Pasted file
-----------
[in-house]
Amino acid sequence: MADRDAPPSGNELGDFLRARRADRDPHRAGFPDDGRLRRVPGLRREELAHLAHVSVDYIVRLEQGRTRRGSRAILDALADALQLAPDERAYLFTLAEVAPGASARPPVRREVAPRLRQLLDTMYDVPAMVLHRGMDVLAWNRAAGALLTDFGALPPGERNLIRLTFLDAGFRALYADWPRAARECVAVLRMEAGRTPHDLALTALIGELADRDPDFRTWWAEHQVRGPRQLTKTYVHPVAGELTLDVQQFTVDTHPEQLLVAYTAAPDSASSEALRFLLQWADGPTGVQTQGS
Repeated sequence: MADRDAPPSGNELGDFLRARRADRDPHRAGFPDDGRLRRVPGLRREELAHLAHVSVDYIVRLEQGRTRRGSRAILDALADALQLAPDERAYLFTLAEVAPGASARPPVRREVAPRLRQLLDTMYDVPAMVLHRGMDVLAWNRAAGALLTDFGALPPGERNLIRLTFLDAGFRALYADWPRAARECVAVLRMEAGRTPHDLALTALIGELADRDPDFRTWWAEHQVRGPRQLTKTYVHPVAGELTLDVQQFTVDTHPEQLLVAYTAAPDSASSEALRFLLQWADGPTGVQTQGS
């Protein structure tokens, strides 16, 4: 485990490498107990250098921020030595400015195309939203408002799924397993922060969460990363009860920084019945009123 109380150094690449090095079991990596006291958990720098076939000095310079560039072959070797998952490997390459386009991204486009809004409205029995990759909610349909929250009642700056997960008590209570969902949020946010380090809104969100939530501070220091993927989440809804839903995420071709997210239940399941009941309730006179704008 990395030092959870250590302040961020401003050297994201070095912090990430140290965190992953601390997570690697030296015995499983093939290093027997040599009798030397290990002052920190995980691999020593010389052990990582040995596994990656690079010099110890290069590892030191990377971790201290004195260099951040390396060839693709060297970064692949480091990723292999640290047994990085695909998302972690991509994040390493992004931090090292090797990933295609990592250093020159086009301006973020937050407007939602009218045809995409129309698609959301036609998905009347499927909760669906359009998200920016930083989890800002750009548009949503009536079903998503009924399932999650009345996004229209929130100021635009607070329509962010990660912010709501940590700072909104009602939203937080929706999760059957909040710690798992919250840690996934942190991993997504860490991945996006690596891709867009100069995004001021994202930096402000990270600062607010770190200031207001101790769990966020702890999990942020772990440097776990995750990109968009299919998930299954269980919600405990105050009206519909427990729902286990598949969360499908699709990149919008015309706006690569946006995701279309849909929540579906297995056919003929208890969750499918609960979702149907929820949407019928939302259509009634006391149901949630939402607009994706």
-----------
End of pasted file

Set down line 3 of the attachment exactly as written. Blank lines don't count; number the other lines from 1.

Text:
Repeated sequence: MADRDAPPSGNELGDFLRARRADRDPHRAGFPDDGRLRRVPGLRREELAHLAHVSVDYIVRLEQGRTRRGSRAILDALADALQLAPDERAYLFTLAEVAPGASARPPVRREVAPRLRQLLDTMYDVPAMVLHRGMDVLAWNRAAGALLTDFGALPPGERNLIRLTFLDAGFRALYADWPRAARECVAVLRMEAGRTPHDLALTALIGELADRDPDFRTWWAEHQVRGPRQLTKTYVHPVAGELTLDVQQFTVDTHPEQLLVAYTAAPDSASSEALRFLLQWADGPTGVQTQGS